# Namespace

Nutils functions behave entirely like Numpy arrays, and can be manipulated as
such, using a combination of operators, object methods, and methods found in
the `nutils.function`

module. Though powerful, the resulting code is often
lengthy, littered with colons and brackets, and hard to read. *Namespaces*
provide an alternative, cleaner syntax for a prominent subset of array
manipulations.

A `nutils.expression_v2.Namespace`

is a collection of `nutils.function.Array`

functions. An empty `nutils.expression_v2.Namespace`

is created as follows:

```
ns = Namespace()
```

New entries are added to a `nutils.expression_v2.Namespace`

by assigning an
`nutils.function.Array`

to an attribute. For example, to assign the geometry
`geom`

to `ns.x`

, simply type

```
ns.x = geom
```

You can now use `ns.x`

where you would use `geom`

. Usually you want to add the
gradient, normal and jacobian of this geometry to the namespace as well. This
can be done using `nutils.expression_v2.Namespace.define_for`

naming the
geometry (as present in the namespace) and names for the gradient, normal, and
the jacobian as keyword arguments:

```
ns.define_for('x', gradient='∇', normal='n', jacobians=('dV', 'dS'))
```

Note that any keyword argument is optional.

To assign a linear basis to `ns.basis`

, type

```
ns.basis = topo.basis('spline', degree=1)
```

and to assign the discrete solution as the inner product of this basis with
argument `'lhs'`

, type

```
ns.u = function.dotarg('lhs', ns.basis)
```

You can also assign numbers and `numpy.ndarray`

objects:

```
ns.a = 1
ns.b = 2
ns.c = numpy.array([1,2])
ns.A = numpy.array([[1,2],[3,4]])
```

## Expressions

In addition to inserting ready objects, a namespace's real power lies in its
ability to be assigned string expressions. These expressions may reference any
`nutils.function.Array`

function present in the
`nutils.expression_v2.Namespace`

, and must explicitly name all array
dimensions, with the object of both aiding readibility and facilitating high
order tensor manipulations. A short explanation of the syntax follows; see
`nutils.expression_v2`

for the complete documentation.

A *term* is written by joining variables with spaces, optionally preceeded by a
single number, e.g. `2 a b`

. A *fraction* is written as two terms joined by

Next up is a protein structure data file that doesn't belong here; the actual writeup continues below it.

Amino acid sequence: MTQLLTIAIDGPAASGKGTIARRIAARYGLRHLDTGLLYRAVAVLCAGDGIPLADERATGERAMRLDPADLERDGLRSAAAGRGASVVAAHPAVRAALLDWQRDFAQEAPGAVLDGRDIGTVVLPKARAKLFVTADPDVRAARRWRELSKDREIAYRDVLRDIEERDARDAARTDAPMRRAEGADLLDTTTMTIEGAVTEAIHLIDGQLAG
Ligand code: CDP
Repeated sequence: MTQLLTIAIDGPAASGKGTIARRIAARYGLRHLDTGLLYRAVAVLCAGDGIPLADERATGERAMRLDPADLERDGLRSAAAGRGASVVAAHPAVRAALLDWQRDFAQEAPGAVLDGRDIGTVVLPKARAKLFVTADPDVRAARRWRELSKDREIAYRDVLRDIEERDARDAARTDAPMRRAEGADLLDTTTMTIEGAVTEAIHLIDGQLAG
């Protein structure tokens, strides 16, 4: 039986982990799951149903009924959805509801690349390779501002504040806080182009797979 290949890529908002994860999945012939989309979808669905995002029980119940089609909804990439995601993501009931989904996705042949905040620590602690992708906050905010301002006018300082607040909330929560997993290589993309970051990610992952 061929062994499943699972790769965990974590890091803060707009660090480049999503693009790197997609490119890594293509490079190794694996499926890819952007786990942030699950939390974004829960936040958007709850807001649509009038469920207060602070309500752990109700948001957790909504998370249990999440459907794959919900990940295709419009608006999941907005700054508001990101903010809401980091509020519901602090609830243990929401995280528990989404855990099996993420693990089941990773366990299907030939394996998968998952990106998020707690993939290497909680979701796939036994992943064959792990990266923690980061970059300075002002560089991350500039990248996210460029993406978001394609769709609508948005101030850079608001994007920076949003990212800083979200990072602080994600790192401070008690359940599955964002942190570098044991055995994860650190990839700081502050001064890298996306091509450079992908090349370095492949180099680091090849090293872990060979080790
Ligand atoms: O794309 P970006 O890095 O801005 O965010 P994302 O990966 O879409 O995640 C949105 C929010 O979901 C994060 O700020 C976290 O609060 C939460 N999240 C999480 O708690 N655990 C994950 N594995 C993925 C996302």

`/`

, e.g. `2 a / 3 b`

, which is equivalent to `(2 a) / (3 b)`

. An *addition*
or *subtraction* is written as two terms joined by `+`

or `-`

, respectively,
e.g. `1 + a b - 2 b`

. *Exponentation* is written by two variables or numbers
joined by `^`

, e.g. `a^2`

. Several trigonometric functions are available, e.g.
`0.5 sin(a)`

.

Assigning an expression to the namespace is then done as follows.

```
ns.e = '2 a / 3 b'
ns.e = (2*ns.a) / (3*ns.b) # equivalent w/o expression
```

The resulting `ns.e`

is an ordinary `nutils.function.Array`

. Note that the
variables used in the expression should exist in the namespace, not just as a
local variable:

```
localvar = 1
ns.f = '2 localvar'
# Traceback (most recent call last):
# ...
# nutils.expression_v2.ExpressionSyntaxError: No such variable: `localvar`.
# 2 localvar
# ^^^^^^^^
```

When using arrays in an expression all axes of the arrays should be labelled
with an index, e.g. `2 c_i`

and `c_i A_jk`

. Repeated indices are summed, e.g.
`A_ii`

is the trace of `d`

and `A_ij c_j`

is the matrix-vector product of `d`

and `c`

. You can also insert a number, e.g. `c_0`

is the first element of `c`

.
All terms in an expression should have the same set of indices after summation,
e.g. it is an error to write `c_i + 1`

.

When assigning an expression with remaining indices to the namespace, the indices should be listed explicitly at the left hand side:

```
ns.f_i = '2 c_i'
ns.f = 2*ns.c # equivalent w/o expression
```

The order of the indices matter: the resulting `nutils.function.Array`

will
have its axes ordered by the listed indices. The following three statements
are equivalent:

```
ns.g_ijk = 'c_i A_jk'
ns.g_kji = 'c_k A_ji'
ns.g = ns.c[:,numpy.newaxis,numpy.newaxis]*ns.A[numpy.newaxis,:,:] # equivalent w/o expression
```

Function `∇`

, introduced to the namespace with
`~nutils.expression_v2.Namespace.define_for`

using geometry `ns.x`

, returns the
gradient of a variable with respect `ns.x`

, e.g. the gradient of the basis is
`∇_i(basis_n)`

. This works with expressions as well, e.g. `∇_i(2 basis_n + basis_n^2)`

is the gradient of `2 basis_n + basis_n^2`

.

## Manual evaluation

Sometimes it is useful to evaluate an expression to an
`nutils.function.Array`

without inserting the result in the namespace.
This can be done using the `<expression> @ <namespace>`

notation. An example
with a scalar expression:

```
'2 a / 3 b' @ ns
# Array<>
(2*ns.a) / (3*ns.b) # equivalent w/o `... @ ns`
# Array<>
```

An example with a vector expression:

```
'2 c_i' @ ns
# Array<2>
2*ns.c # equivalent w/o `... @ ns`
# Array<2>
```

If an expression has more than one remaining index, the axes of the evaluated array are ordered alphabetically:

```
'c_i A_jk' @ ns
# Array<2,2,2>
ns.c[:,numpy.newaxis,numpy.newaxis]*ns.A[numpy.newaxis,:,:] # equivalent w/o `... @ ns`
# Array<2,2,2>
```